My grandparents were farmers, but we all strayed away from that lifestyle as we moved out of the deeply rural land of New Mexico and into the cities, and it wasn't until college that I connected back to those roots. Now I work in the nutrition department of a refugee resettlement organization, and every day I see similar stories of people that grew up farming, but now don't have access to land and resources to grow their own food like they used to. We work really hard to provide people with little plots of land, but again so many single moms and hustling parents don't have the time that it takes to invest in the land and grow vegetables, and they remain food insecure. I see a lot of the children disconnected from their agrarian roots just as I was.
There is a lot of great work in Tucson centered around food, and I hope it can all merge together in some form or another to help bring healthy food to the large food-insecure population here.
Erik Stanford, Founder at Pivot Produce
The line on our cultural seismometer is skipping erratically, like a toddler with an etch-a-sketch. More signs daily in our news feeds [show] that our societal magma is about to erupt. I can feel the tension, the immense hatred moving in the ground beneath me—I think we all do. When the Mediterranean Sea is full of refugee bodies, the streets of the United States with black bodies, starving children's bodies in Syria; Islamaphobia, Homophobia, Xenophobia, Transphobia. Read these headlines, know the boiling lava just below your feet, then try to justify the $35 sea bass dish in front of you.
On the brink of this cultural volcano many of us are, and all of us should be, checking our privilege. Acknowledge that, in dining at a restaurant, you are participating in experience that is not accessible to a large population of the world. Be present with the fact that the vegetables featured in your dish may have been picked by an immigrant labor force who often cannot afford to purchase the produce they harvest. Appreciate that the people cooking and serving you may work for wages below the poverty line.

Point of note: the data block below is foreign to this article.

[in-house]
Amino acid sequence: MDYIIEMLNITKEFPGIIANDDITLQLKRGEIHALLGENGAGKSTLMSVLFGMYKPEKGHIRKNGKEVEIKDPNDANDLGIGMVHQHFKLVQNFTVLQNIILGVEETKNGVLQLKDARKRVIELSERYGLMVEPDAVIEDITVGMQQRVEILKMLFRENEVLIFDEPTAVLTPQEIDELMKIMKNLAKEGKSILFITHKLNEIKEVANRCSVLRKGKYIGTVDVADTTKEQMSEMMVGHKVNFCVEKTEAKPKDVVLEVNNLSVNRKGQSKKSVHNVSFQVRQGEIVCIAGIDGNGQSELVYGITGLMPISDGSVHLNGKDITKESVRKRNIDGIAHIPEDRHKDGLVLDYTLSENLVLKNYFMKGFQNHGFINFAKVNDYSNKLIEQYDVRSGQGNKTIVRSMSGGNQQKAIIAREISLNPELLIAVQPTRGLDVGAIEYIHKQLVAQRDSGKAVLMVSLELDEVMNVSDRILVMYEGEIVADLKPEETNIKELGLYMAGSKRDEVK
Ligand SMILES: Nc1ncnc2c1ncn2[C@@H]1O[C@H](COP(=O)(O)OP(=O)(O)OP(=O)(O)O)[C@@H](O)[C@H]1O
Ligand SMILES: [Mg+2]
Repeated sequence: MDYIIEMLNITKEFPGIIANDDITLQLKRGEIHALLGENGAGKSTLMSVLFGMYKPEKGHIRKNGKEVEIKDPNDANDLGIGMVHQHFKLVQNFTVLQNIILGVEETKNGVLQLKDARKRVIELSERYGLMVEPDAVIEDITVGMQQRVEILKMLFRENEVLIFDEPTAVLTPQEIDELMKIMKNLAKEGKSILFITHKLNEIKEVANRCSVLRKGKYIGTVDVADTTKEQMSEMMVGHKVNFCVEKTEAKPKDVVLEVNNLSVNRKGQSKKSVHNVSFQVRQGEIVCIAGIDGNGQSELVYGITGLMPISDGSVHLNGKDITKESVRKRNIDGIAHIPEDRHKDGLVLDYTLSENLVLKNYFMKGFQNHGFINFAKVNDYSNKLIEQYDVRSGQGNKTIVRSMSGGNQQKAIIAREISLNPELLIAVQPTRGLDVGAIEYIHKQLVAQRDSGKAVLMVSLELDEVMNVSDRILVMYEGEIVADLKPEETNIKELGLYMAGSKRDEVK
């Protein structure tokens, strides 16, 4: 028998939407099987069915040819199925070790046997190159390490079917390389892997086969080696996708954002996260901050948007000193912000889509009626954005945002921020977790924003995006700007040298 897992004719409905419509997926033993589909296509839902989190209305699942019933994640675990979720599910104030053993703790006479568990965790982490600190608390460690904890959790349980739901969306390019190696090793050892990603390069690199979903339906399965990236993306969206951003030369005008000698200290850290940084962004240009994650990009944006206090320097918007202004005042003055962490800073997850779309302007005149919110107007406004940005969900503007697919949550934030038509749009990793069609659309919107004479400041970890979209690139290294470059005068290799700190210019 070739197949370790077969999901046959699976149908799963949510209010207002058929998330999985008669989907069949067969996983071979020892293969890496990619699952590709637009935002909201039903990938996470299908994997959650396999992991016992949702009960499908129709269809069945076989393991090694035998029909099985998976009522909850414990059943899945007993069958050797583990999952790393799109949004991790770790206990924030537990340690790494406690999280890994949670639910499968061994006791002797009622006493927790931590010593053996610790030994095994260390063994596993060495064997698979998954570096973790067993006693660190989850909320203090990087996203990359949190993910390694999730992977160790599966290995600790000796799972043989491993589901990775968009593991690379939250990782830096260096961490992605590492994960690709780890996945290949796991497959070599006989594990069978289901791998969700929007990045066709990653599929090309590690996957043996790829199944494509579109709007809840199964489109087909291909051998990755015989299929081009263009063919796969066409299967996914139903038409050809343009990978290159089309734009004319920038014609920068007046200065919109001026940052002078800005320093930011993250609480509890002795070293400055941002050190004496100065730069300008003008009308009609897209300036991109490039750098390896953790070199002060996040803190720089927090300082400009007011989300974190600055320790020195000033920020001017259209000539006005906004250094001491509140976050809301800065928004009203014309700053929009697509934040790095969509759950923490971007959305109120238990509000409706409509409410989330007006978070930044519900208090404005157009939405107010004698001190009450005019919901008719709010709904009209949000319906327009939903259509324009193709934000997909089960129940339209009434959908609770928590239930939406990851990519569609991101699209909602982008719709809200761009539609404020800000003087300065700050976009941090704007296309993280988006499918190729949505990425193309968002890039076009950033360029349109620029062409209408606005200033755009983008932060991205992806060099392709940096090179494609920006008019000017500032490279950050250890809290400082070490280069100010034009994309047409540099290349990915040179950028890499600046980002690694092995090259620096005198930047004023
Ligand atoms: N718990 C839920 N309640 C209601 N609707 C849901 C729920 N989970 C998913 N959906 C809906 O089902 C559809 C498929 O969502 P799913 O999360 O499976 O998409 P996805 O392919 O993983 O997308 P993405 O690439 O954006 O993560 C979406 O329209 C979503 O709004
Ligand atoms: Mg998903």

This is not a call for people to stop eating out, I do not intend to. Though, I would suggest we all reflect on how we can use our food dollar as a political act. Is it important to you that farmers are paid fairly for their crops? Then make sure your favorite cafe serves fair trade coffee. Do you want to support Tucson's economy? Leave the mall, find the family owned restaurant down the street. Inspired by the #blacklivesmatter movement but don't know what to do as a white person? Eat at African American owned businesses. Wherever you stand politically, the money you spend on food can reflect and bolster your stance.
Renee Kraeger, Owner of Renee's Organic Oven
I just spoke of this very aspect and the heaviness of customer service at a time when people are so distracted, full of concern and some rage along with being so distracted with social media. Why does food matter now in such a heated and sometimes unrelenting political climate? We have to eat and we have to stop talking to do so would be one reason to count our blessings for a beautiful meal.